CROGHAN — In contrast with the gray Sunday morning sky, more than 3,000 bright yellow — and some silver — rubber ducks were dumped into a shallow waterway off Long Pond Road at Oswegatchie Educational Center. It marked the start of the camp’s 27th annual AdironDuck Race.
Most ducks leisurely made their way toward the finish line, but one yellow duck — number 1,280 — seemed to make winning its mission.
Duck number 1,280 belonged to Aaron LaFave. The winning yellow duck carried with it a $2,000 prize donated by Farm Credit East. The winning silver duck belonged to Danielle Romance, who went home with a $2,500 prize donated by Purcell Construction Corp.
Mr. LaFave and his family, upon learning of his win through the camp’s Facebook Live event feed, donated $1,000 of the prize money back to the camp.
Mr. LaFave wasn’t present at Sunday’s event as only a small crowd gathered around the Long Pond Road bridge to watch the duck dump.
Nicole LaFave, Mr. LaFave’s wife, said the family was surprised to hear his name announced as the winner. The couple’s daughter attends the camp almost every summer, and Mrs. LaFave, a schoolteacher in Stockbridge, said she personally has seen the good that Oswegatchie Educational Center can do for kids who attend its summer camp. She said they had always talked about donating any money they may win from the race, which they enter annually.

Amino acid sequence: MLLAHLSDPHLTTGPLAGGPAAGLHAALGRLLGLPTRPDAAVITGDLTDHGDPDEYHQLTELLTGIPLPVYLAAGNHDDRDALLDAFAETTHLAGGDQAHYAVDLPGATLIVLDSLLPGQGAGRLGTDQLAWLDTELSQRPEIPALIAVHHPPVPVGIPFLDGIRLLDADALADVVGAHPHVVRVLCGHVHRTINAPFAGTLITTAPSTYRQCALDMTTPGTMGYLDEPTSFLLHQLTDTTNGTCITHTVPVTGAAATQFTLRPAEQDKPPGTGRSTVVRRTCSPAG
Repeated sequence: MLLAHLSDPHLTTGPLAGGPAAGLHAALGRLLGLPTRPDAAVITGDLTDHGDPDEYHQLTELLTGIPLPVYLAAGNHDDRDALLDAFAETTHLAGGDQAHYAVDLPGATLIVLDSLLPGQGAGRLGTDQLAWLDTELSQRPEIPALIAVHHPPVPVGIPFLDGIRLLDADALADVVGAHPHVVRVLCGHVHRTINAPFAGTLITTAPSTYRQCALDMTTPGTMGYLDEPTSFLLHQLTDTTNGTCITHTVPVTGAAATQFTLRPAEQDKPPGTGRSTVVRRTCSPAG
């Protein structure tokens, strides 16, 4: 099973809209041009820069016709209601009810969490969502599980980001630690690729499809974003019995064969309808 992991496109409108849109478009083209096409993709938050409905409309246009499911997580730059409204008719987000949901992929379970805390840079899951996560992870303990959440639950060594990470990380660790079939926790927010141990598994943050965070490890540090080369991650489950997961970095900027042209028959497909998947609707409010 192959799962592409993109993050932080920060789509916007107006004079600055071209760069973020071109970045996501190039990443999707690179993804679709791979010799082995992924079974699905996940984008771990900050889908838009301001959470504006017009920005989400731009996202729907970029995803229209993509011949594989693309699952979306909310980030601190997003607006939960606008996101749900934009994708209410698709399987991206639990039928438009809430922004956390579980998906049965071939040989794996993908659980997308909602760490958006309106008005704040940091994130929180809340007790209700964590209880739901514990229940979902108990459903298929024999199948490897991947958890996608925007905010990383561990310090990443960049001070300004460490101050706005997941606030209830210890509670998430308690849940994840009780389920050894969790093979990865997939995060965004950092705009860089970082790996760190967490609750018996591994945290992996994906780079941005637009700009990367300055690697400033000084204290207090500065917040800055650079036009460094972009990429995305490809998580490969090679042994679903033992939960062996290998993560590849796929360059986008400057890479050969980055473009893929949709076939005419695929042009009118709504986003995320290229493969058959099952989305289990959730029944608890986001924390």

“It was immediate, there was no discussion,” Mrs. LaFave said of their decision to donate half the prize money.
Most attendees wore rain coats and boots. One person even wore a yellow duck costume. They all crowded around the bridge at 10:59 a.m. to watch a tractor, parked in the middle of the bridge holding a wooden box, adorned with painted yellow ducks, dump a total of 3,651 rubber ducks into the water.
Once the tractor dumped the mass of bath toys into the creek between Long Pond and Rock Pond, the crowd slowly followed them down the creek. Currents in the dark, shallow water knocked some ducks back against the brush-covered shoreline and a team of wetsuit-clad kayakers followed a ways behind to ensure no ducks were forgotten or stuck.
Roughly 10 minutes later, the first of the batch rounded the final corner and were slowly carried toward the wooden boards meant to funnel them to the finish line.
“The first to the board isn’t necessarily the winner,” Mr. Lighthall said, narrating the recording he would publish on the camp’s Facebook page for all the viewers at home.
He was correct; a snarl of ducks caught at the finish line, seemingly stuck for a moment before one made its way through — number 1,280.
This year was the second socially distant AdironDuck Race hosted by the camp due to the ongoing COVID-19 pandemic.
“We never thought we would do two of these anti-social events in a row,” Oswegatchie Educational Center Executive Director Todd Lighthall said to supporters Sunday morning over Facebook Live, “and we are anxiously waiting for 2022 when we can welcome all of our supporters back.”
Every year since 1994, a somewhat similar scene has played out in the Adirondack Park camp. Mr. Lighthall said that at its peak, the event has drawn roughly 2,000 people. Staff and volunteers from across the country come together with visitors and families from around the region to celebrate the opening of the camp and to put on one of its largest annual fundraisers.